TEN years ago, my mother-in-law Silvana came to visit for the first time.

She’s from Brazil and had never been on a plane. She’s also very religious and there was a good deal of praying as the plane braved the sometimes-alarming air currents from Rio to the African mainland.

Her great grandfather had travelled the same route a century earlier but in the opposite direction, fleeing poverty in Italy for the promised bounty of inland rural Brazil. They’d prospered, but never strayed far.

Scotland was a revelation for her. And I loved seeing our wee country through the eyes of an outsider.

She couldn’t believe how orderly the traffic was and how everyone stops at the lights. She thought the range of produce in the supermarkets was dazzling.

She loved the fact that wherever she went complete strangers would strike up conversations. And she dropped her purse at one point and folk rushed to pick up and hand her the coins that had fallen out.

But the thing that amazed her most were the colours in our landscape.

We drove her round the grand terraces of Glasgow’s West End, along Loch Lomondside and on to Crieff and Loch Tay. We visited Falkland and St Andrew’s and drove past Stirling Castle in the gloaming.

“I’ve always wondered what Paradise would look like,” she told Juliano, “and this, I think, is how I imagine Paradise must be.”

Juliano smiled and looked at me – “I hope you appreciate living in Paradise,” he said.

Working from home this year has allowed me, someone with the least green of fingers, to learn a little about the grand old garden which surrounds my wee house. Planted in farmland at the turn of the 20th century, it is full of gnarled bushes and moss-covered trees.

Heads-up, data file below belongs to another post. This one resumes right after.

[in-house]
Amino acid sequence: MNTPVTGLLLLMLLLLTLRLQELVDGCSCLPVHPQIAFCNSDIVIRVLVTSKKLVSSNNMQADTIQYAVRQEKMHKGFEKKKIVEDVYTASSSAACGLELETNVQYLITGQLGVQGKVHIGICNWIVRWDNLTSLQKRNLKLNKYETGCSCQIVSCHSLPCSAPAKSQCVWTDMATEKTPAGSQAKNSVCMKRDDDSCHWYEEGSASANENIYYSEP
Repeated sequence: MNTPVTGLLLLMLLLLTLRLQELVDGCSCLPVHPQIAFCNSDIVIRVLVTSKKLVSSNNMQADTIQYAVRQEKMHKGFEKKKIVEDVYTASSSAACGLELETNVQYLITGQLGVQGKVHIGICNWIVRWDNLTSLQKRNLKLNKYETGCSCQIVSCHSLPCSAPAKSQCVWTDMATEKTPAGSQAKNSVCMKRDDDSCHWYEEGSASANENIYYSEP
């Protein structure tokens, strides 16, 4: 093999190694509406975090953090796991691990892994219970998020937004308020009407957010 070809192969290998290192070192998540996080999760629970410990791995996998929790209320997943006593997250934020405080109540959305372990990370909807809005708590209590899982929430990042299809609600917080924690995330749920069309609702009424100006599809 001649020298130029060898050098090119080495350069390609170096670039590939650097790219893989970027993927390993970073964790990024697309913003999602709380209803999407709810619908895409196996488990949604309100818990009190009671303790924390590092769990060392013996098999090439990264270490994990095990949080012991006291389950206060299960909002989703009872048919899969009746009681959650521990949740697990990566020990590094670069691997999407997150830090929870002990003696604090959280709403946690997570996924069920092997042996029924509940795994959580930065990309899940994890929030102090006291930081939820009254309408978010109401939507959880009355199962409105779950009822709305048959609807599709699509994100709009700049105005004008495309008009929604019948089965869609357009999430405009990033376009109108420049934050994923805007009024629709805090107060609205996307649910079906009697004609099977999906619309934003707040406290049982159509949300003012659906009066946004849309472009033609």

The old lady for whom it was built lived until she was 100. And my aunt, who bought it in the 1980s, left it to me.

During lockdown, I downloaded one of those plant apps and have been learning to recognise ground elder, speedwell and Welsh poppies as we transform a stiff lawn into a pesticide-free wildflower meadow now humming with blissful-looking bees.

Scotland’s not Paradise. But in the early summer, its vistas must surely come close. And, as I write this on my terrace, listening to birdsong, I’m thankful for my blessings.

It’s been the grimmest of years. And many of us have lost loved ones.

I know how tough it’s been for so many constituents struggling to keep businesses and personal finances afloat.

I hear it every week at my surgeries and every day through my mailbag. But I know too how many of you take solace in the beauty of our surroundings.